Written evidence submitted by the Scottish Association for Country Sports, Scottish Land and Estates, Scottish Target Shooting, The Gun Trade Association, The Scottish Countryside Alliance, and The Scottish Gamekeepers Association (FLR0009)

 

The following is a submission on behalf of the Scottish Association for Country Sports, Scottish Target Shooting, Scottish Land & Estates, the Scottish Gamekeepers Association, the Gun Trade Association and the Scottish Countryside Alliance.  All are membership organisations who sit on the Scottish Firearms and Explosives Licensing Practitioners Group.

 

How adequate are firearms licensing regulations in the UK, and in Scotland in particular?

 

The Firearms Act 1968 (as amended) and the associated rules and statutory instruments legislate for the provisions of firearms in the United Kingdom.  Firearms legislation, although not Air Weapons licensing, is a reserved matter.

 

A firearm is defined within Section 57 of the 1968 Act.  There are a number of other legislative vehicles which control the use of firearms and in addition, the Home Office publish a Guide on Firearms Licensing Law (December 2021), in addition to Statutory Guidance for Chief Officers of Police (November 2021).

 

The 1968 Act provides for the possession of firearms, including shotguns by an individual, however it also deals with the requirements of registration as a firearms dealer, the powers of the police and the definition of offences amongst other matters.

 

The licensing of air weapons is devolved and is legislated for within the Air Weapons and Licensing (Scotland) Act 2015.

 

Given that the 1968 Act has been significantly amended since its introduction, and it is recognised that it could be refreshed to reflect modern advances in thinking and technology, it is also fair to say that those involved in the management of the Acts consequences and requirements, namely the police, solicitors and membership shooting organisations are well versed in respect of its workings, both operationally and judicially. Significant practice and case law has been built up to underpin the practical effectiveness of the Act and the guidance.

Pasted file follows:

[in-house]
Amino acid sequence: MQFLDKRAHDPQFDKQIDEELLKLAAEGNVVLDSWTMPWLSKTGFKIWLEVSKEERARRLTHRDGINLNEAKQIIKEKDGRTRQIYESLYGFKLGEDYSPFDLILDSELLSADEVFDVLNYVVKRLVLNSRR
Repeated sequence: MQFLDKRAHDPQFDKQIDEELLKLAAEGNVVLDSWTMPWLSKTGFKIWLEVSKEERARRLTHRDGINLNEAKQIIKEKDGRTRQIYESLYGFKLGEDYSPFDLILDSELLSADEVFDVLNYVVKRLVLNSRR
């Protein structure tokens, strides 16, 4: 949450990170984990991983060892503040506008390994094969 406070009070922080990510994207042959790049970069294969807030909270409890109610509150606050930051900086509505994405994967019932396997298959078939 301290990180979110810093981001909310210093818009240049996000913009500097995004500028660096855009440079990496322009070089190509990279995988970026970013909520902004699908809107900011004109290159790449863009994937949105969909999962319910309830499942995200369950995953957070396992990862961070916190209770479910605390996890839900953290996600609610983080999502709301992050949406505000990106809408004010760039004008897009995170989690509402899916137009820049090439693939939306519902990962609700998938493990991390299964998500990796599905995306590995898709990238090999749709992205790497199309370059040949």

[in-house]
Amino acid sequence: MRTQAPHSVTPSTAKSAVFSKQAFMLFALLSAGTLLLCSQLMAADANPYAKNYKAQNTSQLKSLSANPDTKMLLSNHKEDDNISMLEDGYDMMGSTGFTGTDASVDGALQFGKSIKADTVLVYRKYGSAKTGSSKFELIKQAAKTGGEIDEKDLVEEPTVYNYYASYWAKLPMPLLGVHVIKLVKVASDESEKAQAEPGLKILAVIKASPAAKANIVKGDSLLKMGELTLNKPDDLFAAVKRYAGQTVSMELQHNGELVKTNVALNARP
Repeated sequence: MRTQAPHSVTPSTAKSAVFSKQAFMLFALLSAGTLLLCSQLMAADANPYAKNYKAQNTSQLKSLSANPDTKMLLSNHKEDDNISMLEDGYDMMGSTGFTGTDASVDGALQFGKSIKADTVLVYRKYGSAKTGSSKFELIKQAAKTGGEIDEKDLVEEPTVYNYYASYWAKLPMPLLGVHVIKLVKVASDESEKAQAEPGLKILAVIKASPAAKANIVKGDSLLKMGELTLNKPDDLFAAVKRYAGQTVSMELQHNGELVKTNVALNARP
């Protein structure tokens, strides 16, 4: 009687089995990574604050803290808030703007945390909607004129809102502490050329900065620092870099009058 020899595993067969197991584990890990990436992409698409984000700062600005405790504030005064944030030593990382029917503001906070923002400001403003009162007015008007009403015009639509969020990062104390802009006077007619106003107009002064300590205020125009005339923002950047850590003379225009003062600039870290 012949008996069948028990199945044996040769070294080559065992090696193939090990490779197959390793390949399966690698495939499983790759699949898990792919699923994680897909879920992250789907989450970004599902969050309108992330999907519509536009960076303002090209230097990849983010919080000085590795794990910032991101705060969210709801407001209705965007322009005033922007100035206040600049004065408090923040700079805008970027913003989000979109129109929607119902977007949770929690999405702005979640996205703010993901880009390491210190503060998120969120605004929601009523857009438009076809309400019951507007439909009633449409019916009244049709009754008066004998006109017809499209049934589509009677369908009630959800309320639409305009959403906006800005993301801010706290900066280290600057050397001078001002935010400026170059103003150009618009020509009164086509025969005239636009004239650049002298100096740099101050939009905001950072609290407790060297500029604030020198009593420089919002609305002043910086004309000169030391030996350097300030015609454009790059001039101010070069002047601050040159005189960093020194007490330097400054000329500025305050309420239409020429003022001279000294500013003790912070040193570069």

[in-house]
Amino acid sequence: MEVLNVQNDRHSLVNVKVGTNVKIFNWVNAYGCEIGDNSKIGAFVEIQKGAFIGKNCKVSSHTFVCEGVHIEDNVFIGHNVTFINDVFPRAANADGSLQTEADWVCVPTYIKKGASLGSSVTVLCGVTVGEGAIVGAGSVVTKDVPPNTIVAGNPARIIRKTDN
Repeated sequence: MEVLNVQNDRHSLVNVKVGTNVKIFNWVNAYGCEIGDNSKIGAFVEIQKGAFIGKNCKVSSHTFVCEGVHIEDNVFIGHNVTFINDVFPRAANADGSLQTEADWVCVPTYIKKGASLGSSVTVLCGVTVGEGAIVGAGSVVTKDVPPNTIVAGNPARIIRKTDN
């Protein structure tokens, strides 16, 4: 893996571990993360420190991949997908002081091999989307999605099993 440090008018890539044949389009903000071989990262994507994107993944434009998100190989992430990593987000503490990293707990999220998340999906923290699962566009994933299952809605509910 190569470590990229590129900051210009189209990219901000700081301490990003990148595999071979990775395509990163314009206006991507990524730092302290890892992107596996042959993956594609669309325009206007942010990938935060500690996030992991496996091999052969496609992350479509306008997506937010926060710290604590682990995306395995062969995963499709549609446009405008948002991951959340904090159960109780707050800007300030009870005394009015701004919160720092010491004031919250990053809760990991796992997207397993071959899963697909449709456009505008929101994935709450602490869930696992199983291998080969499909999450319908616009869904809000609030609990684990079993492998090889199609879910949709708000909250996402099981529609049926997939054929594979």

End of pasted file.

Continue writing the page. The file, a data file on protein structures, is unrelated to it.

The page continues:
In the Home Office report of 7 July 2022, it is noted that on 31 March 2022 there were 539212 people with certificates to possess guns in England and Wales.  As of 27 September 2022, in Scotland there were 60743 people who had a certificate to possess a firearm, a shotgun, an air weapon or a combination of all three.  Collectively, approx. 600k people in the UK have certificates which allow them access to firearms of one type or another.

 

Within the United Kingdom there is a qualified right to possess firearms, including shotguns.  The relevant sections of the Act, Sections 27 and Section 28, both state in their initial wording A firearm certificate shall be granted and a shot gun certificate shall be granted respectively.  The Act then sets out tests which the chief officer must be satisfied with prior to issuing a certificate.  Whilst the tests are set out in the legislation, how each chief officer of police elects to satisfy themselves that an applicant reaches that satisfaction level is an operational matter for each chief constable.  Notwithstanding the operational independence of each Chief Officer of Police, the Home Office does issue statutory guidance in respect of suitability enquiries.

 

It is recognised by the shooting membership organisations that there is significant variation of process between forces in England and Wales.   This is detrimental to all.